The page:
It’s frankly far more extensive an offer of autonomy than anything that exists in any oblast in Russia. And so I think we were impressed by it and they are committed to it and their constitutional process will now open up significantly in an effort to bring all of the political players in Ukraine together.
HIGH REPRESENTATIVE ASHTON: Just to echo and endorse that, but the whole process of constitutional reform, the capacity of people to have the kind of public meetings, opportunities to receive ideas from different parts of the country, for people to have a genuine debate about what kind of country they want to live in and how far they want centralization and decentralization – in some ways, this is actually a very exciting moment to be able to try and do that in a proper way. And we want to see that process happen in ways that will enable people to feel that they are engaging in serious discussion about the future of their nation and looking at how local and national governments work together. And that’s a really, really important part of going forward, and I think we want to support that in every possible way.
MS. PSAKI: Margaret Brennan from CBS.
QUESTION: Thank you very much. Mr. Secretary, what is the specific timeframe and specific consequences if these steps are not followed through on? Do we understand you correctly in saying that any and all sanctions are put on pause here? And with the type of autonomy you just described Ukraine being willing to offer, aren’t you concerned that Russia has seemingly carved out a mechanism for influence in Ukraine without even having to launch an overt military invasion of east Ukraine? Vladimir Putin said today he hopes he doesn’t have to demonstrate his right to take military intervention there.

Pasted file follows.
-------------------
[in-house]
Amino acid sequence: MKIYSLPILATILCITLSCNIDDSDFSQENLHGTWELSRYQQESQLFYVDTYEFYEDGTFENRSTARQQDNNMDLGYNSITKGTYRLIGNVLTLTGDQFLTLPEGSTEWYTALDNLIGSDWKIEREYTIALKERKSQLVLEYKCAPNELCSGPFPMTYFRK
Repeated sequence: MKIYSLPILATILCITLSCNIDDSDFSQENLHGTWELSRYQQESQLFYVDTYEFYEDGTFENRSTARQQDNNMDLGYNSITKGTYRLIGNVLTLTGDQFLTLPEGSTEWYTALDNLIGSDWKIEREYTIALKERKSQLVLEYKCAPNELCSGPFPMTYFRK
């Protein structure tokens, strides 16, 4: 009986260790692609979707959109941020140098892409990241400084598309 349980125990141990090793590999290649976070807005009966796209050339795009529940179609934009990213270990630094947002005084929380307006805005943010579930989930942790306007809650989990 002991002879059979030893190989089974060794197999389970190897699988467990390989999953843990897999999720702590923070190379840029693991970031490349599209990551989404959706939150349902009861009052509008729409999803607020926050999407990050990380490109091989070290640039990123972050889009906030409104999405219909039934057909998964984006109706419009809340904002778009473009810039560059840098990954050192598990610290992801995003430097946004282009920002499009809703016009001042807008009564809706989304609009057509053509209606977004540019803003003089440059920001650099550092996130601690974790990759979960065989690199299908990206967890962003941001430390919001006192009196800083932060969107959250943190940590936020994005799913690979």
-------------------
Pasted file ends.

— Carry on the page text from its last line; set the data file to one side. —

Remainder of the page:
SECRETARY KERRY: Well, first of all, we obviously would contest the notion of a right to do so, and we do. And we obviously differ over the exercise of that so-called right with respect to Crimea, which we believe was taken illegally, against the constitution of Ukraine as well as against the standards of international law. So we begin with a difference there.
But that said, let me make it clear that what has been promised by the government – the interim Government of Ukraine – what Prime Minister Yatsenyuk has promised was promised way before any of these exercises by Russia took place. Almost immediately, Prime Minister Yatsenyuk promised increased autonomy. And the reason he promised the increased autonomy is that he was sensitive to and aware of the fractures within the social fabric of Ukraine and the differences of representation and the complaints that have existed for some period of time, long preceding the events of the Maidan and the change of the government.
So I just – I don’t think that – I think the premise of the question is incorrect that this has happened because of Russia’s pressure. This has happened because this is something that the moment Crimea took place, they made clear they cared about, they thought was important, and they thought represented a better way to manage the differences of background, culture, history, language, and other things that have been reflected in the politics of Ukraine for some period of time.